As the holidays zoom by, we are faced with the idea of making new year’s resolutions. We regard the new year as a fresh beginning, an opportunity to improve the habits and divergences that plague us. I am not one to make & announce resolutions in January, as so many of my intentions have met with failure, causing guilt that worsened behaviors. Instead, I like to quietly get a head start.
For most of my life, I struggled with bad eating habits. I went from eating fast food, processed foods, & refined sweets to eating so little of anything that nutritional deficiencies starting making themselves known. It wasn’t until I made some lifestyle changes that I was able to shift that. Because these adjustments have worked so well for me, I’d like to share them with you now – before the start of the new year!
- Plan your week’s meals in advance. And write them down or record them in your phone so you can refer back. This is a foundational change that, once established, you’ll never want to give up. This practice prevents you from eating on the fly, which is often dictated by what’s quick, easy, and often unhealthy, like pizza, fast food, & overpriced packaged foods. Go to the farmer’s market or supermarket once or twice a week to purchase the items you’ll need for home-prepared meals. Planning and preparation are fundamental requirements for eating healthy, I’ve found.
- Find some healthy options at your favorite restaurants. These may appear on your weekly meal plan or work as a plan B when you are unable – or unwilling – to stick to the original due to working late, crises, or other diversions. Go online now to look at menus, noting the dishes that sound healthy and delicious. Creating your own menu of restaurant options can assist you in prioritizing your health, even when you’re in a hurry.
- Prepare a few quick items at the start of each week. Things like marinated tofu, cooked lentils, steamed or roasted veggies, roasted nuts, a big pot of rice or quinoa, and a special dressing or sauce require little active preparation time and can inspire you to look forward to throwing together your weeknight meals.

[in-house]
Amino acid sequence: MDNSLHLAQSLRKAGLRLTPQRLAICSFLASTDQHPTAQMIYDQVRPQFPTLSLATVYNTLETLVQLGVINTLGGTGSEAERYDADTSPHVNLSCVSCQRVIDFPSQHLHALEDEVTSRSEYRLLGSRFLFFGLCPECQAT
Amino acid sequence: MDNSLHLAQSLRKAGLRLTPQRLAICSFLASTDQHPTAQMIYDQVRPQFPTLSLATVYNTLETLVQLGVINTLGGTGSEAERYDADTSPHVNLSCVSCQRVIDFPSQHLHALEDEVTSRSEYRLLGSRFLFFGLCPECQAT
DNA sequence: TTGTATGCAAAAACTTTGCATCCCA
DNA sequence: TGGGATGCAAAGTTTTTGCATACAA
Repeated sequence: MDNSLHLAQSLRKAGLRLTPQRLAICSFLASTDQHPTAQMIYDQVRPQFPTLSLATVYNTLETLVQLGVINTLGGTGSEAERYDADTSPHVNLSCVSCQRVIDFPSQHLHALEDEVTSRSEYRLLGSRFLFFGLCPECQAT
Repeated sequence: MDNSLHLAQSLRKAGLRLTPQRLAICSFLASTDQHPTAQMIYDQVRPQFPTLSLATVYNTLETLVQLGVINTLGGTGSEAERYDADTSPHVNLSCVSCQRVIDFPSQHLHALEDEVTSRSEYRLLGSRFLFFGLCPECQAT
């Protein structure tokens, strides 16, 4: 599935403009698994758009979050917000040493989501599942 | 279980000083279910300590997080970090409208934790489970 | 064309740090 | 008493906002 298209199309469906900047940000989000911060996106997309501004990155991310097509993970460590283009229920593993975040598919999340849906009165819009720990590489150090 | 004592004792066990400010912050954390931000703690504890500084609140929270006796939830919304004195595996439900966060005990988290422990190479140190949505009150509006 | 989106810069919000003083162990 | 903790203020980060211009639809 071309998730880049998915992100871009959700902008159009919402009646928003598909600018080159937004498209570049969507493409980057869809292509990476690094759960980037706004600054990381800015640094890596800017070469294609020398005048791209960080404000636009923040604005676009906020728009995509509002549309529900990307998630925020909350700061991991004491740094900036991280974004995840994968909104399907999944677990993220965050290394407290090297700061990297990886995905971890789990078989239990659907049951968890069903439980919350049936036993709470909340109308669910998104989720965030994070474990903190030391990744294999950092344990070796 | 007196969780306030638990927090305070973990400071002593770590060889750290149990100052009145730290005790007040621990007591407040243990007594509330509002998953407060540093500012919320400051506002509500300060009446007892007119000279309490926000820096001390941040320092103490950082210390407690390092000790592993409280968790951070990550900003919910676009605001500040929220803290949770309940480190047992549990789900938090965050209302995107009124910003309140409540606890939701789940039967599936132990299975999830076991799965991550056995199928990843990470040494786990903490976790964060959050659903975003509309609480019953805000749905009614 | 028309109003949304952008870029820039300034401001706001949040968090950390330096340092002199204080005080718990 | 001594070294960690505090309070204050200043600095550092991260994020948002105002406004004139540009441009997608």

- Don’t buy candy, cookies or other junk foods that might tempt you. Make eating the bad stuff inconvenient, and have nutritious snacks at the ready. Whip up some healthy baked goods or truffles at home. Or go with fresh fruit instead. We enjoy dates with peanut butter. And apple slices with sunflower butter. Yum!
- Find a new healthy recipe to try once every few weeks. Something about preparing healthy meals just feels nourishing, and sharing your tasty discoveries with friends can be great fun. New foods bring diversity and excitement to your kitchen and to your gut’s microbiome. Your happy microbes will reciprocate your good efforts.
- Express gratitude for your meals and eat in the calmest possible environment. Feeling grateful on a regular basis alters brain chemistry for the better, studies show. And eating in a stress-free environment, being mindful of the process, has been shown to benefit weight loss, mental health, and disease management. Slowing down and paying attention wins again.
If you choose to forgo boisterous new year’s resolutions and attempt some quiet, December lifestyle changes instead, I hope you’ll include one or more of my healthy eating suggestions. You may find that by the turn of the new year, you have already implemented healthier habits, resulting in beneficial changes in the way you look and feel.
Blessings for Good Choices,
The content of this article is for educational and informational purposes only, and is not intended as medical advice. Please consult with a qualified health care professional before acting on any information presented herein. Any statements about the possible health benefits of any subject discussed have not been evaluated by medical professionals or the Food & Drug Administration and are not intended to diagnose, treat, cure or prevent any disease or illness.